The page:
Municipal Policing in the European Union: Comparative Perspectives

Municipal Policing in the European Union: Comparative Perspectives

Author: Daniel Donnelly
Publisher: Houndmills, Basingstoke, Hampshire, UK: Palgrave Macmillan, 2013. 240p.
Reviewer : Thomas Feltes | January 2014

After his book “Municipal Policing in Scotland” (2008), in which the author examined the contemporary model of municipal policing in modern day Scotland and looked at the role of community policing, private sector involvement, surveillance and CCTV, the role of police authorities, police governance and accountability, Daniel Donnelly perhaps thought that it would be meaningful and necessary to study municipal policing in the European Union as well. But what is called the “European Union” is neither a country, a confederation, nor even a unique enterprise, and especially in terms of policing, the situation is somewhere between diverse and messy. The reasons are manifold, and usually one needs more than 200 pages alone to explain to non-Europeans the complex reasons of why this is the case and what the consequences are for policing and crime fighting.

So, the undertaking of Donelly to explain municipal policing in the European Union is on the one hand brave, but also pointless on the other, because there are no overall theories or developments that can be described. Just compare the history of policing in France, Germany, Italy and Spain, and you very soon realize why this is the case. Donelly himself seemed to realize this during his writing, and as a consequence of that, the book is more about community policing and other aspects such asprivate security, police and politics, and finally democratic policing (whatever this means) than municipal policing. But here again, pitfalls arise. Too many books and articles have already been published on community policing in Europe and elsewhere, showing that the definition alone is not unique, and that the understanding of community policing varies a lot between police forces, making even a basic theory of community policing unavailable. Nevertheless, Donelly provides us with the impression (e.g. on page 62) that there is such a clear and comparable definition of community policing. Finally, Donelly ends up with describing what police in a city are doing – though that seems to be missing the basic questions of whether municipal policing is in competition with state or federal policing, what the advantages and disadvantages of the different types of policing are, and how these are rooted in the history of European countries. Additionally, just three out of the more than 200 pages deal with Eastern Europe – so the book is clearly more about policing in cities in western European countries.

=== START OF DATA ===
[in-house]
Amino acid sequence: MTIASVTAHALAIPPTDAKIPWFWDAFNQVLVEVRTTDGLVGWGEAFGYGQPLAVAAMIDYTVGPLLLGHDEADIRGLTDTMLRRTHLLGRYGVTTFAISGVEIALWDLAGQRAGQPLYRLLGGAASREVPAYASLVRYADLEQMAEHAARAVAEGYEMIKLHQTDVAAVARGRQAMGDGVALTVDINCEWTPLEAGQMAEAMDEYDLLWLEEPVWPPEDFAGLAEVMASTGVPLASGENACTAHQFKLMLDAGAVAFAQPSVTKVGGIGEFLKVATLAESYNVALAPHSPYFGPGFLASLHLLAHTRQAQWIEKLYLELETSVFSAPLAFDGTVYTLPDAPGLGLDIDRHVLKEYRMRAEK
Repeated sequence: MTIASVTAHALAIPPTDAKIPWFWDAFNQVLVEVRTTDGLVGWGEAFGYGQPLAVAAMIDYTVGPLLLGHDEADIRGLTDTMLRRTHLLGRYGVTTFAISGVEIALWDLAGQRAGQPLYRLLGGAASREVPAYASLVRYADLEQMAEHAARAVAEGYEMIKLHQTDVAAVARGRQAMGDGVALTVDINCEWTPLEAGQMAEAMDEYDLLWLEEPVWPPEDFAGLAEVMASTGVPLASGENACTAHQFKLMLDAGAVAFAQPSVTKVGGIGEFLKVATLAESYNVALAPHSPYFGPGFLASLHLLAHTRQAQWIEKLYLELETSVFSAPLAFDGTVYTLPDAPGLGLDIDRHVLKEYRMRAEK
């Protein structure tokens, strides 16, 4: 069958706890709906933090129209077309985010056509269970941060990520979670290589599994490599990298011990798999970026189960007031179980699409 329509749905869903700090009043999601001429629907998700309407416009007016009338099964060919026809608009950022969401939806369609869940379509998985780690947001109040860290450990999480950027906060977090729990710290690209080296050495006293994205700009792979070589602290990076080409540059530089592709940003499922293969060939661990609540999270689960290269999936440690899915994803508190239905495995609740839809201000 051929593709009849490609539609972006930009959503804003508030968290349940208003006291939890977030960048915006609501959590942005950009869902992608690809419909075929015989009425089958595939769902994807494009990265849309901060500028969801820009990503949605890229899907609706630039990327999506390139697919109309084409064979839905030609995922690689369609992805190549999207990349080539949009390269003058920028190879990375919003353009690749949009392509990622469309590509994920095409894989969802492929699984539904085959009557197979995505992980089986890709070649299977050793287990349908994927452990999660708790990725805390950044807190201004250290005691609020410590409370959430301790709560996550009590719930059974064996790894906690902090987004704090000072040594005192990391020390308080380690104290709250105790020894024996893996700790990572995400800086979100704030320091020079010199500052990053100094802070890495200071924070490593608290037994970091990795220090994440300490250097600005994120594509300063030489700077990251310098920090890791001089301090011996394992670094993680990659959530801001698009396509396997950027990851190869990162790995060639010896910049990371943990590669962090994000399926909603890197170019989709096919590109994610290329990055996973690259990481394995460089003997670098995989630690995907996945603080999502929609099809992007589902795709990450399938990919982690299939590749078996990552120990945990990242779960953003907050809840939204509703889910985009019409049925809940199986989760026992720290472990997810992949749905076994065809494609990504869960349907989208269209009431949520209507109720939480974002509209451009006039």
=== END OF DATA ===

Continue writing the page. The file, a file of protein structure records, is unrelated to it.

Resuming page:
What is the advantage of the book? It gives those who are not familiar with the European systems (not system!) of policing a basic and very rough overview. Not more, but not less. The book is more about different forms of everyday policing than a systematic analysis of policing structures. What the publisher says on his website is a little bit too far ranging: “Municipal Policing in Europe provides an exclusive vista of the evolving model of local policing in the EU member states at a time when police forces are increasingly collaborating together.” Unfortunately, this is not really the case.

Professor Dr. Thomas Feltes, Department of Criminology and Police Science, Ruhr University Bochum, Germany

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